For the past few years, there has been a loud and contentious debate about the need to reform and regulate Silicon Valley. But it hasn’t come up during the three Democratic presidential debates this year: Except for a quick aside about American workers’ jobs, the subject of technology has been almost entirely absent from debate stages.
There’s a decent chance that changes Tuesday night.
That’s because Sen. Elizabeth Warren, who has been a consistent critic of big consumer tech companies for months but hasn’t made them a focus of her campaign, has spent the last couple of weeks going directly at Facebook.
And if she’s not ready to start talking about her plans to reform and/or break up the big tech companies in Westerville, Ohio, on Tuesday, then maybe we should conclude that none of the Democrats running for president think American voters really care about this stuff. Republicans already seem to think it works for them: Donald Trump loves using Twitter and his campaign spends heavily on Facebook, but he and his party spend a lot of time complaining that Big Tech is out to get them.
To recap: Warren has criticized Facebook, along with Amazon and Google, on antitrust grounds for years. But she hasn’t spent much time focused on the tech companies during her campaign this year.
Things changed on October 1, when the Verge published comments from an internal Facebook meeting during which CEO Mark Zuckerberg said it would “suck for us” if Warren was elected and pursued an antitrust case against the company, describing it as an “existential” problem. Since then Warren has aimed directly at Facebook — often using Twitter to do so:
What would really “suck” is if we don’t fix a corrupt system that lets giant companies like Facebook engage in illegal anticompetitive practices, stomp on consumer privacy rights, and repeatedly fumble their responsibility to protect our democracy. https://t.co/rI0v55KKAi
— Elizabeth Warren (@ewarren) October 1, 2019
Warren has ratcheted up her attacks since then. A week ago and without offering evidence, she accused Zuckerberg of making a backroom deal with Donald Trump that led to a Facebook decision to let politicians run misleading ads on the platform. Then her campaign tried to illustrate her charge by running a (sort-of) deliberately misleading ad on Facebook, then tweeting about Facebook’s approval:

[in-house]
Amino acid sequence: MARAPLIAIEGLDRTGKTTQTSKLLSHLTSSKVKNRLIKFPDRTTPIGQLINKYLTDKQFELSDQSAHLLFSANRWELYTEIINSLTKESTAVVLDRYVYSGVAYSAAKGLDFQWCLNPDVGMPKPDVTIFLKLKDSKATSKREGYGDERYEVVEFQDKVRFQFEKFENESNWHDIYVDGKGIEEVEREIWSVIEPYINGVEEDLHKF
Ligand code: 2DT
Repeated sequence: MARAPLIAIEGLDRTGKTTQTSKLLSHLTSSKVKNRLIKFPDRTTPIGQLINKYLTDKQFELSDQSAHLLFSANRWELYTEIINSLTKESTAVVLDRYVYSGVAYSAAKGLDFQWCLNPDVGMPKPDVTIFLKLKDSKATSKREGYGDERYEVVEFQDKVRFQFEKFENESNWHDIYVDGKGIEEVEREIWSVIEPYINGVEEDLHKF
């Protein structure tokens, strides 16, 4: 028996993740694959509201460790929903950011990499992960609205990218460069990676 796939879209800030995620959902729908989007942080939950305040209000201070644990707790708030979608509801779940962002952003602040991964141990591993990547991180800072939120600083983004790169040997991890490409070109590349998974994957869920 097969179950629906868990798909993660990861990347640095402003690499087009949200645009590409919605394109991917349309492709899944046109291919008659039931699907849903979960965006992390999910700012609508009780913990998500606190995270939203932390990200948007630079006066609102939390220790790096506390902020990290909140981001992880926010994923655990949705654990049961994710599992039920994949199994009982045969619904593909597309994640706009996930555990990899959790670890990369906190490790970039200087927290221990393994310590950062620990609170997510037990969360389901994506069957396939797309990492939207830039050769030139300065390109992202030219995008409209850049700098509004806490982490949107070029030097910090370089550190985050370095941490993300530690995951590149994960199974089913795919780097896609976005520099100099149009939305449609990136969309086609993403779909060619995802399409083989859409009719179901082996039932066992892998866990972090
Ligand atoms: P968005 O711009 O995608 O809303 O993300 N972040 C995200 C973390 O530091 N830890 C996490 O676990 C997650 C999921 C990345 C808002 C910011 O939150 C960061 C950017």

We intentionally made a Facebook ad with false claims and submitted it to Facebook’s ad platform to see if it’d be approved. It got approved quickly and the ad is now running on Facebook. Take a look: pic.twitter.com/7NQyThWHgO
— Elizabeth Warren (@ewarren) October 12, 2019
Facebook, for its part, has argued that TV broadcasters don’t ban misleading ads from politicians. “We agree it’s better to let voters — not companies — decide,” the company’s public relations reps wrote in an unsigned tweet Saturday night:
@ewarren looks like broadcast stations across the country have aired this ad nearly 1,000 times, as required by law. FCC doesn’t want broadcast companies censoring candidates’ speech. We agree it’s better to let voters—not companies—decide. #FCC #candidateuse https://t.co/WlWePjh1vZ
— Facebook Newsroom (@fbnewsroom) October 12, 2019
The debate about Facebook’s responsibility when it comes to paid political speech — and whether Facebook thinks it should be regulated by the same rules the Federal Communications Commission uses to oversee broadcast TV stations — could be a nuanced and interesting one if it comes up Tuesday.
But the hunch here is that Warren doesn’t want to spend a lot of her time talking about FCC election regulations. I’m guessing that what she really wants to do is use Facebook as a proxy for what she thinks is a general distaste voters have for giant tech companies — especially companies voters may already blame for helping to elect Trump in 2016.
You could also argue that Warren has been laying into Facebook in the run-up to Tuesday’s debate simply because of the news cycle — if the Verge had surfaced those comments about her six months ago, she would have jumped on them back then. Ditto for Facebook’s decision to allow misleading ads like the one the Trump campaign has aimed at Joe Biden.
And Warren’s plan to break up Facebook and other big tech companies is, indeed, one of her many, many plans. (Here we should point out that Warren, like all of the Democratic candidates, spends a lot on Facebook ads — but nothing close to what Trump is spending).
But if Warren thinks her anti-Facebook campaign has real traction — and that the techlash isn’t simply something that only concerns tech workers in Silicon Valley, politicians in Washington, and the national media — then this is the time to test that theory.
And if she does, then Zuckerberg and his fellow moguls may really have to start worrying. Republicans from Donald Trump on down have been happy to bash tech companies for the past year, primarily over charges (without real evidence) that tech companies are censoring conservatives. If Warren and/or her fellow Democrats are willing to join in, it may not matter that both sides are mad at tech for different reasons. Big Tech would still be in for a very long fight.